How Flipboard Could Disrupt Media Advertising

Advertisers now have many of the same tools as publishers and traditional media companies. Photograph by Getty Images

Flipboard, one of the leading magazine-style news apps, on Tuesday released an update with a number of interesting features, all of which are designed to make it easy for users to curate content and create their own custom magazines. There was a lot of press about the launch, but I think most of the coverage missed a couple of crucial aspects of the new features and how disruptive they could be—not just to traditional media but to all kinds of media.

As we tried to point out in our post, Flipboard’s new version is more than just an evolution: It’s a significant departure from what the service was all about. Until now, it’s been about making it easy to discover and consume content from multiple sources, but the new features are aimed at turning readers into publishers by giving them curation tools like those used by Flipboard’s own editors.

Flipboard’s move may seem like an obvious step, one that combines some of the appeal of such services as Pinterest or Tumblr. But depending on how Flipboard decides to proceed with these features, they could be disruptive indeed. Here are a couple of ways how:

Advertising. Flipboard’s curation and publishing tools are not just for individual users; they’re also for corporations, existing publishers, and brands—and one overlooked element of the launch is that Flipboard is building e-commerce functionality into the app. According to Chief Technology Officer Eric Feng, some advertisers are already creating their own magazines using both their own ads and content from other sources. Those magazines could then be selected and highlighted by Flipboard’s algorithms just like any other effort by a Flipboard user.

We’ve written a lot about the phenomenon of “native” advertising (and will be talking more about it at our paidContent Live conference on April 17 in New York), as well as related concepts such as sponsored content and what some call “brand journalism.” The idea is that brands and advertisers now have all of the same tools on which traditional publishers used to have a monopoly—i.e., the ability to create and distribute interesting content and reach audiences directly. If a brand can curate content itself, and have its own ads with e-commerce features built in, why does it need a traditional magazine?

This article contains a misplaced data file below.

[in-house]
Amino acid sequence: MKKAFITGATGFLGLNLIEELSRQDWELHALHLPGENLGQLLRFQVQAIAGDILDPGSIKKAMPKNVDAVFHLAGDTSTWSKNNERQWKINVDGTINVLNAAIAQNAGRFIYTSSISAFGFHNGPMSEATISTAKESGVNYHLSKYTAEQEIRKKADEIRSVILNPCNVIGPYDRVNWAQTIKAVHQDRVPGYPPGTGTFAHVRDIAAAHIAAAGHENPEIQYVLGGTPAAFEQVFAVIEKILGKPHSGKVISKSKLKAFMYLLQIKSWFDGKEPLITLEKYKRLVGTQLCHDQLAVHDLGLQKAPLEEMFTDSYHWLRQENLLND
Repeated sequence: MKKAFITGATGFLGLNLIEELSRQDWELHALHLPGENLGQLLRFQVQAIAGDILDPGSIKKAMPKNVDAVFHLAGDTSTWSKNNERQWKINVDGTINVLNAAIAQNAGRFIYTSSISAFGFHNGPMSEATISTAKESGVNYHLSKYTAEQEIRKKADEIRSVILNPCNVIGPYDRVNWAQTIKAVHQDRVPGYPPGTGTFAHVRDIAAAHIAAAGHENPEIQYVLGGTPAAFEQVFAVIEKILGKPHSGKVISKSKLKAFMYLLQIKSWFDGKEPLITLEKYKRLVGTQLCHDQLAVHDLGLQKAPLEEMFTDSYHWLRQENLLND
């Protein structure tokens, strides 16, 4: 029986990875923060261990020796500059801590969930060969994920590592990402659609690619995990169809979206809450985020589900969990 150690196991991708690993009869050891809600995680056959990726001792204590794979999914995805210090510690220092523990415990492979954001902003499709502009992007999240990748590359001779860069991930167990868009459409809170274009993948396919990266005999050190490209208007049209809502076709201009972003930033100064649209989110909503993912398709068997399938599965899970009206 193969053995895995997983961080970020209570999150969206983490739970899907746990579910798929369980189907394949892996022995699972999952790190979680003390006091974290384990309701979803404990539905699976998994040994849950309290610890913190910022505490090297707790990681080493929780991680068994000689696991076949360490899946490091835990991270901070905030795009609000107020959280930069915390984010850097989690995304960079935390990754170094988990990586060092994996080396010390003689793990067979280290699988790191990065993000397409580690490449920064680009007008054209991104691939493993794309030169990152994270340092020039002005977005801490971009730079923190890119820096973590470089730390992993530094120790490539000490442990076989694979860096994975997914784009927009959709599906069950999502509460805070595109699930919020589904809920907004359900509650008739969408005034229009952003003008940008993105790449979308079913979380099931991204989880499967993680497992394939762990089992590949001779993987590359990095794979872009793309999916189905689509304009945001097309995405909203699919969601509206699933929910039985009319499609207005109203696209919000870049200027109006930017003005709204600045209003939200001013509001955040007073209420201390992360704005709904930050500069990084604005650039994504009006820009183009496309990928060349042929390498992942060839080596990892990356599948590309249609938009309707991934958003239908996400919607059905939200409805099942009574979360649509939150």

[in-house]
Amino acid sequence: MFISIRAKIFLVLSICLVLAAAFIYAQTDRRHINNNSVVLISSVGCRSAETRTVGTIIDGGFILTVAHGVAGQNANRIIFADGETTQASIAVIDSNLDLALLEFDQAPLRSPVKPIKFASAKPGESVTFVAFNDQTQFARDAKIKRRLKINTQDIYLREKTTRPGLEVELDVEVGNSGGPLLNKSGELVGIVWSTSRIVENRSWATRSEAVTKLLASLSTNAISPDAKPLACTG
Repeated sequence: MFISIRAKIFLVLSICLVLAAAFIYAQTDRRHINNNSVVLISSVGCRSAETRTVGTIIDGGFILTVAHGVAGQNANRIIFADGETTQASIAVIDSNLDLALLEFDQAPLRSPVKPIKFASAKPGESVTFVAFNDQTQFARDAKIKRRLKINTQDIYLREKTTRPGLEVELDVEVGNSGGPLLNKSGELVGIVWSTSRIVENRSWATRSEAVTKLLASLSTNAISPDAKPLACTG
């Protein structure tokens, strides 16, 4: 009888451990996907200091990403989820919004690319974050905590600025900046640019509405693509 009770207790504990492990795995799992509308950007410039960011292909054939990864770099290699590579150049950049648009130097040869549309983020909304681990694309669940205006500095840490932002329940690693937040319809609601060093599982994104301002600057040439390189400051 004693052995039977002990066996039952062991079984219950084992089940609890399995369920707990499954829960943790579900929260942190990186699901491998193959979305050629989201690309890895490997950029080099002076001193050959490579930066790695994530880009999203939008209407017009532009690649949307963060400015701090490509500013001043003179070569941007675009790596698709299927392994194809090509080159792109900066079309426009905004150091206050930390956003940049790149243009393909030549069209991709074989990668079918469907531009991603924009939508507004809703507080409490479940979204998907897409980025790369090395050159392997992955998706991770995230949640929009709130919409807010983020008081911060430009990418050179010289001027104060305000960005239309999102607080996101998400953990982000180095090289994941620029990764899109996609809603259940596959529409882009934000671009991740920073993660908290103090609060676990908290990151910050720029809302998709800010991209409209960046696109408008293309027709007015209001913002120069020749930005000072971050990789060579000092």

Revenue. Flipboard already has partnerships with some media companies in which it gets to use more of their content directly in the app (instead of showing just short excerpts and then a “Web view” in a browser) in return for a share of advertising revenue. When I asked Feng whether Flipboard might consider doing a revenue share with individual users if they create compelling magazines from curated content, he said: “That is something we are thinking about doing at some point in the future.” That’s not a promise, but it’s still an interesting idea, and potentially disruptive in a number of ways.

If Flipboard provides the content and the tools, and the users who curate that content are generating a lot of value in terms of page views, “Likes,” or whatever metric you want to use, shouldn’t those users get some benefit? Where this gets problematic is how Flipboard decides who gets what share of the revenue. If the ads come from a traditional media outlet, does it get the largest share, or does Flipboard? And if media companies don’t want to play ball, does Flipboard just monetize their content anyway, the way Huffington Post and other aggregators do?

Advertisers now have many of the same tools as publishers and traditional media companies, and readers and consumers of content also have much more power over that content than they used to. These are two inescapable facts about the new media landscape, and Flipboard has just staked a claim to some significant territory on both of these fronts.

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